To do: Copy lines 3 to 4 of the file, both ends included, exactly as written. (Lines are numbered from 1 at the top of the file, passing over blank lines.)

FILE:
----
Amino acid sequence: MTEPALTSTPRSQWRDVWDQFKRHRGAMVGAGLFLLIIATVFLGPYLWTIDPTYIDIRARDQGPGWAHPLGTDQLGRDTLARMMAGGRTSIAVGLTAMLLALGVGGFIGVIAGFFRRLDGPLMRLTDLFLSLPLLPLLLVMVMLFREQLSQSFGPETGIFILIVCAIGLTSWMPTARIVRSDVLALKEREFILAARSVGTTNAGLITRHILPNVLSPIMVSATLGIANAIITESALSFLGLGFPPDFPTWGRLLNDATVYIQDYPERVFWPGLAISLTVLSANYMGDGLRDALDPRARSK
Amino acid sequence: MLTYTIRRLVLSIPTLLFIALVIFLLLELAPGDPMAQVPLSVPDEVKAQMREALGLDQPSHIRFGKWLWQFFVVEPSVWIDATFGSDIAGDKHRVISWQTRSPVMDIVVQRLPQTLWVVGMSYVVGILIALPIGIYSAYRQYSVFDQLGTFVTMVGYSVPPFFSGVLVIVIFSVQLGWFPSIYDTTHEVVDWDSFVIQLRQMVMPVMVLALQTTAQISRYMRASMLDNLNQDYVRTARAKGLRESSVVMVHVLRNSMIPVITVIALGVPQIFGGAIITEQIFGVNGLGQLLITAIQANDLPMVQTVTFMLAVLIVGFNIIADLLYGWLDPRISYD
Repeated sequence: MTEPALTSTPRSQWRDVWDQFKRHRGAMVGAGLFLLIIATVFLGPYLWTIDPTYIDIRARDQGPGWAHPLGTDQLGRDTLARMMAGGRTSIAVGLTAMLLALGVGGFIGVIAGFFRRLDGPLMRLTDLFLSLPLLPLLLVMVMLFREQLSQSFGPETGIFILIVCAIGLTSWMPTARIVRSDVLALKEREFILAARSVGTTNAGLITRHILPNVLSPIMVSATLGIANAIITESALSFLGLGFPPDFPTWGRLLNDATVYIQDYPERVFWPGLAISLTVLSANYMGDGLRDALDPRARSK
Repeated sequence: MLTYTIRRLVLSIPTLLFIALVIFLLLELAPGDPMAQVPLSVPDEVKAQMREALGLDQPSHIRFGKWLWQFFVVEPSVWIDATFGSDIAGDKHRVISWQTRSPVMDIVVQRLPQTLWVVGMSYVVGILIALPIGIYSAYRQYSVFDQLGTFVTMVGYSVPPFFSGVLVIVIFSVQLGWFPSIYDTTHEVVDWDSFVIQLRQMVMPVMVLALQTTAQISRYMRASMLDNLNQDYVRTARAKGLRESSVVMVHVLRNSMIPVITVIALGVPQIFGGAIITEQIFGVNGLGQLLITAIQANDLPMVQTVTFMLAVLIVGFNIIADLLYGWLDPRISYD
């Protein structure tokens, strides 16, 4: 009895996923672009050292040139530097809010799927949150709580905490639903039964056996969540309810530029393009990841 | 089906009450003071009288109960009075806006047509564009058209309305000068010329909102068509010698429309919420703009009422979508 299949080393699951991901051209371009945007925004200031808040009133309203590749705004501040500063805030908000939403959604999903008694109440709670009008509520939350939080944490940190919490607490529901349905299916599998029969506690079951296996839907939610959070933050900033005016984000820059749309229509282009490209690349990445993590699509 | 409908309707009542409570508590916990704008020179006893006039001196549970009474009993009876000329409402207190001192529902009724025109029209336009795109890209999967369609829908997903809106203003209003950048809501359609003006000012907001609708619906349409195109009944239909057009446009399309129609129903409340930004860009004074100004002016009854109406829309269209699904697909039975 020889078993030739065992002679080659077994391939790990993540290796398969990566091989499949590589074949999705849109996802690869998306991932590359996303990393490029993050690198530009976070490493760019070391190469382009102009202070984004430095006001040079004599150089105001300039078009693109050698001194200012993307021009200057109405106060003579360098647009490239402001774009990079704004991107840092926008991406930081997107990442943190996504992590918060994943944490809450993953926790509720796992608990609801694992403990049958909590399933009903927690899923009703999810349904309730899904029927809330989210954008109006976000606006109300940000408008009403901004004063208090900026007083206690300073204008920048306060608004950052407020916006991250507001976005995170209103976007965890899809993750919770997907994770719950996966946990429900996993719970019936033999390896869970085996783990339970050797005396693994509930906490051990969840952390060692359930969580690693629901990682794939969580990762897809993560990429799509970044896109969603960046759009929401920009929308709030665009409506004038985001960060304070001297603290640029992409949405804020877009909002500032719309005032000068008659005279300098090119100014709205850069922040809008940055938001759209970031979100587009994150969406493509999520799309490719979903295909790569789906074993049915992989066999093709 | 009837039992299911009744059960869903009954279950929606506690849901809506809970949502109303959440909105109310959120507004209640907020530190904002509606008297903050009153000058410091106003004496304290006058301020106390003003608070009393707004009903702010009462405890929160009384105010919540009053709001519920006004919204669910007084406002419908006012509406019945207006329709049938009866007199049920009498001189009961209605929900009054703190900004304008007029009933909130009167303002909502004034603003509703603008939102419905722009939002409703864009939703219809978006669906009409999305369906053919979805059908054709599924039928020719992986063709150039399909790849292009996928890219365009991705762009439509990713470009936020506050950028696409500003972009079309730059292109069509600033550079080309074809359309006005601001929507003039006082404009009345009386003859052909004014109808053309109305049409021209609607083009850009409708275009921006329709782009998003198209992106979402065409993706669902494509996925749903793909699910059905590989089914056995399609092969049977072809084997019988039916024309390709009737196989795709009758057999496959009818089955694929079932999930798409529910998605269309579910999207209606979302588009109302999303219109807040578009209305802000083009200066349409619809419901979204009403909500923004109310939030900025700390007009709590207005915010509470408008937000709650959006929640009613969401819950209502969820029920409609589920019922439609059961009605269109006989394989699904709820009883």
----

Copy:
Repeated sequence: MTEPALTSTPRSQWRDVWDQFKRHRGAMVGAGLFLLIIATVFLGPYLWTIDPTYIDIRARDQGPGWAHPLGTDQLGRDTLARMMAGGRTSIAVGLTAMLLALGVGGFIGVIAGFFRRLDGPLMRLTDLFLSLPLLPLLLVMVMLFREQLSQSFGPETGIFILIVCAIGLTSWMPTARIVRSDVLALKEREFILAARSVGTTNAGLITRHILPNVLSPIMVSATLGIANAIITESALSFLGLGFPPDFPTWGRLLNDATVYIQDYPERVFWPGLAISLTVLSANYMGDGLRDALDPRARSK
Repeated sequence: MLTYTIRRLVLSIPTLLFIALVIFLLLELAPGDPMAQVPLSVPDEVKAQMREALGLDQPSHIRFGKWLWQFFVVEPSVWIDATFGSDIAGDKHRVISWQTRSPVMDIVVQRLPQTLWVVGMSYVVGILIALPIGIYSAYRQYSVFDQLGTFVTMVGYSVPPFFSGVLVIVIFSVQLGWFPSIYDTTHEVVDWDSFVIQLRQMVMPVMVLALQTTAQISRYMRASMLDNLNQDYVRTARAKGLRESSVVMVHVLRNSMIPVITVIALGVPQIFGGAIITEQIFGVNGLGQLLITAIQANDLPMVQTVTFMLAVLIVGFNIIADLLYGWLDPRISYD